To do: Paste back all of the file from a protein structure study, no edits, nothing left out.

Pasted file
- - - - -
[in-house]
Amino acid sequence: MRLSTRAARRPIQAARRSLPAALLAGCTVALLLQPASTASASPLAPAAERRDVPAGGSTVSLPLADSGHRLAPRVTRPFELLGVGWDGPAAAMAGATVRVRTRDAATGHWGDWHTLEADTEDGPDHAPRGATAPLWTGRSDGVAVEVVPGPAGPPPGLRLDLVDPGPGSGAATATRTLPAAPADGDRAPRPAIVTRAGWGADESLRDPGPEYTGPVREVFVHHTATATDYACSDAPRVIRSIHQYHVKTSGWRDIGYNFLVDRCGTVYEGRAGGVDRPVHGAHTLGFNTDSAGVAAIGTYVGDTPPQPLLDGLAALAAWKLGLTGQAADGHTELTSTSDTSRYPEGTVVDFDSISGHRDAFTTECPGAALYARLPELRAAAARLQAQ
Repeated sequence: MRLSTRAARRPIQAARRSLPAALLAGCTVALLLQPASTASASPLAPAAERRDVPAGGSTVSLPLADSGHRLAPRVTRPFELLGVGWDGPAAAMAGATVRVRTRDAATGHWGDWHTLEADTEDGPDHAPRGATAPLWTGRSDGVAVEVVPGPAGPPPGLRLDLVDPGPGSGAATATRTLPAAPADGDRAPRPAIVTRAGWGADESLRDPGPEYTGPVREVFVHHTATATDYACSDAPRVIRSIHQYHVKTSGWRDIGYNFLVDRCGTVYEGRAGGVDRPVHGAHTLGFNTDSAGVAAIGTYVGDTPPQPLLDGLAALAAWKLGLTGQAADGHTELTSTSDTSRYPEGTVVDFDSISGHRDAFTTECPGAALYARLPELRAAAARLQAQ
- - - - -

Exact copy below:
[in-house]
Amino acid sequence: MRLSTRAARRPIQAARRSLPAALLAGCTVALLLQPASTASASPLAPAAERRDVPAGGSTVSLPLADSGHRLAPRVTRPFELLGVGWDGPAAAMAGATVRVRTRDAATGHWGDWHTLEADTEDGPDHAPRGATAPLWTGRSDGVAVEVVPGPAGPPPGLRLDLVDPGPGSGAATATRTLPAAPADGDRAPRPAIVTRAGWGADESLRDPGPEYTGPVREVFVHHTATATDYACSDAPRVIRSIHQYHVKTSGWRDIGYNFLVDRCGTVYEGRAGGVDRPVHGAHTLGFNTDSAGVAAIGTYVGDTPPQPLLDGLAALAAWKLGLTGQAADGHTELTSTSDTSRYPEGTVVDFDSISGHRDAFTTECPGAALYARLPELRAAAARLQAQ
Repeated sequence: MRLSTRAARRPIQAARRSLPAALLAGCTVALLLQPASTASASPLAPAAERRDVPAGGSTVSLPLADSGHRLAPRVTRPFELLGVGWDGPAAAMAGATVRVRTRDAATGHWGDWHTLEADTEDGPDHAPRGATAPLWTGRSDGVAVEVVPGPAGPPPGLRLDLVDPGPGSGAATATRTLPAAPADGDRAPRPAIVTRAGWGADESLRDPGPEYTGPVREVFVHHTATATDYACSDAPRVIRSIHQYHVKTSGWRDIGYNFLVDRCGTVYEGRAGGVDRPVHGAHTLGFNTDSAGVAAIGTYVGDTPPQPLLDGLAALAAWKLGLTGQAADGHTELTSTSDTSRYPEGTVVDFDSISGHRDAFTTECPGAALYARLPELRAAAARLQAQ